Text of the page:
How to safely keep pace fasting during Ramadan

Date published: 21 May 2018

Dr Zahid Chauhan gives some advice to those who are fasting this Ramadan.

Recent headlines claiming that fasting may damage the pancreas and affect insulin function could send shockwaves throughout communities – particularly during the holy month of Ramadan.

Dig deeper and research shows that while there will always be health considerations around abstaining from food, fasting remains an effective way of safely cleansing our bodies and minds, reminding us of our how fortunate we are, and even aiding us to lose weight.

That is the case for people of all faiths – and none.

Maintaining a fast can prove difficult though, and a conversation with your GP, faith leader or mentor should always precede one, especially if you have a long-term health condition. Our door is always open during the fast too, with our mantra being: “Fasting is all about refreshing your spirit – not damaging your body”.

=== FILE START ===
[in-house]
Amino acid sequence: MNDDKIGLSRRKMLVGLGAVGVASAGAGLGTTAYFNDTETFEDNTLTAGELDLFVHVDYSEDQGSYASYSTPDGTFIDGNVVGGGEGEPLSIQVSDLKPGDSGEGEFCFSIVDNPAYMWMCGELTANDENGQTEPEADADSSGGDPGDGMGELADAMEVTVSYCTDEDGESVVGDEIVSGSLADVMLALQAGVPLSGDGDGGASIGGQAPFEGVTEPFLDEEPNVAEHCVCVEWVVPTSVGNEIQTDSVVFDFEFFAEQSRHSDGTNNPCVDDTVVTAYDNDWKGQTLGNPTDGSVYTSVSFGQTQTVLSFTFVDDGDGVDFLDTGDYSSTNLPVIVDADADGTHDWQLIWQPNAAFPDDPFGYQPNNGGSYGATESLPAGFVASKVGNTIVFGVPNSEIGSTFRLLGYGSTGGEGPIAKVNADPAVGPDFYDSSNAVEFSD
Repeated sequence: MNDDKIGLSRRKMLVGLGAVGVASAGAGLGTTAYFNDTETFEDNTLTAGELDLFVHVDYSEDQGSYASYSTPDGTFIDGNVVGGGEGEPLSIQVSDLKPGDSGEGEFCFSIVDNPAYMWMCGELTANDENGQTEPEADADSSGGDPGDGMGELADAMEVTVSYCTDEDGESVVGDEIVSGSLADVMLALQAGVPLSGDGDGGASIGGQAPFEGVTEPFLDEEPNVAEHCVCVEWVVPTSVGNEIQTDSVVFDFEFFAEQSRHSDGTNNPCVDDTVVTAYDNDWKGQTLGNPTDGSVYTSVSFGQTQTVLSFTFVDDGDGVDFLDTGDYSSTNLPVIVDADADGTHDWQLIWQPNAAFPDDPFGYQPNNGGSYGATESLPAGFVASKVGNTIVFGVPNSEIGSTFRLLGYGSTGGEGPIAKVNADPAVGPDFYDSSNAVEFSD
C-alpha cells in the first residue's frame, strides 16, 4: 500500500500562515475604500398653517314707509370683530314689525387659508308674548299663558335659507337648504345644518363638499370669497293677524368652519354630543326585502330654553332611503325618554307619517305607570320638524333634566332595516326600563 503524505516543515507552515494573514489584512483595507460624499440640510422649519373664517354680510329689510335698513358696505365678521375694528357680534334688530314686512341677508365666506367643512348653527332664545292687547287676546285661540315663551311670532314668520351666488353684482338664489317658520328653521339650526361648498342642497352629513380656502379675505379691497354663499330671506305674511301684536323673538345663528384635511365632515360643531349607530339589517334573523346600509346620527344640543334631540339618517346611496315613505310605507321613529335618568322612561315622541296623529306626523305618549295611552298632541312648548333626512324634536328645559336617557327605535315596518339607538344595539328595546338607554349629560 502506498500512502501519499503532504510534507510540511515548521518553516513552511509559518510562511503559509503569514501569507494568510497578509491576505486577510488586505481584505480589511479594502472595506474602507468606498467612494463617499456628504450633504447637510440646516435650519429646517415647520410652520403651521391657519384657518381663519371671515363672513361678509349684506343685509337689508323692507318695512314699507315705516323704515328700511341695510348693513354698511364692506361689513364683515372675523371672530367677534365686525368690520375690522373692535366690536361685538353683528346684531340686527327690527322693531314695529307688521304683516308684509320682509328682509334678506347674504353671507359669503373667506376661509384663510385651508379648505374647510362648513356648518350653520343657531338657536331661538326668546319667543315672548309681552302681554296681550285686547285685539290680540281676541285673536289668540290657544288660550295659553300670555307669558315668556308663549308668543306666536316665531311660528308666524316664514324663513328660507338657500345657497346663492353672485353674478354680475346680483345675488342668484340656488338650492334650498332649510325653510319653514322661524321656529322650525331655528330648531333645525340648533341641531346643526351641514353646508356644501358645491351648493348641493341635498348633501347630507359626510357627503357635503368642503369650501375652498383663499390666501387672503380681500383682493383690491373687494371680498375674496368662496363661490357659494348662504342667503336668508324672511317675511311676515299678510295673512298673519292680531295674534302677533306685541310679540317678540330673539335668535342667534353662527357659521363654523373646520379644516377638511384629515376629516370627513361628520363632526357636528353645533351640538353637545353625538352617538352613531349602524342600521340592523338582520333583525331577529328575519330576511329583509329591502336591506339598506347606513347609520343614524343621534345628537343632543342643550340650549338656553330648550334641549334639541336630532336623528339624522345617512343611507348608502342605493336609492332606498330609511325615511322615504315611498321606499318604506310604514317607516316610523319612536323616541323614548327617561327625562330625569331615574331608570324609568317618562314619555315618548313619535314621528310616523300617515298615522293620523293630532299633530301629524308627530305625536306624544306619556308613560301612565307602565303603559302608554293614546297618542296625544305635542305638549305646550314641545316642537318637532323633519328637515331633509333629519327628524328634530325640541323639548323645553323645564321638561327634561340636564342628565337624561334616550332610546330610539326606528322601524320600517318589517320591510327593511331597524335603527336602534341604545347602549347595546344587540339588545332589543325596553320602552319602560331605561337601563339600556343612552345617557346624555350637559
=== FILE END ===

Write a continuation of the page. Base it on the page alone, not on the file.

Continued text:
Healthy abstinence can be achieved with simple lifestyle changes which include avoiding intensive exercise, getting your quota of eight-hour’s sleep and planning dawn and nightly food intake to feature protein, calcium and fibre rich food.   

With temperatures beginning to rise, it is best to promote hydration, by avoiding salty dishes and caffeine and drinking tepid, not iced, water at Sahūr and Iftar.

The best way to make a fast last is to surround yourselves with positive people, who encourage and are sympathetic to your needs (and who don’t talk about food all day long!).

Here is a pivotal message for those not fasting this Ramadan. The holy month is all about reflection; but it also about action, helping those less fortunate than ourselves.

As the founder of the Homeless-Friendly programme, I have been made painfully aware of the fact that rough sleepers and those on the verge of homelessness, have times when they simply don’t eat.

If you have a friend who is fasting, perhaps cap your sensitivity around eating by helping them with their charitable endeavours, too.

Christians observing Lent, Jews on the Day of Atonement and indeed people with no faith who are keen to cleanse their bodies, have completed healthy, rewarding fasts for hundreds of years, enriching their souls.

It is my belief that a safe fast lasts, influencing for the good our future health, diet and happiness.

A blessed and prosperous Ramadan Mubarak to you all.

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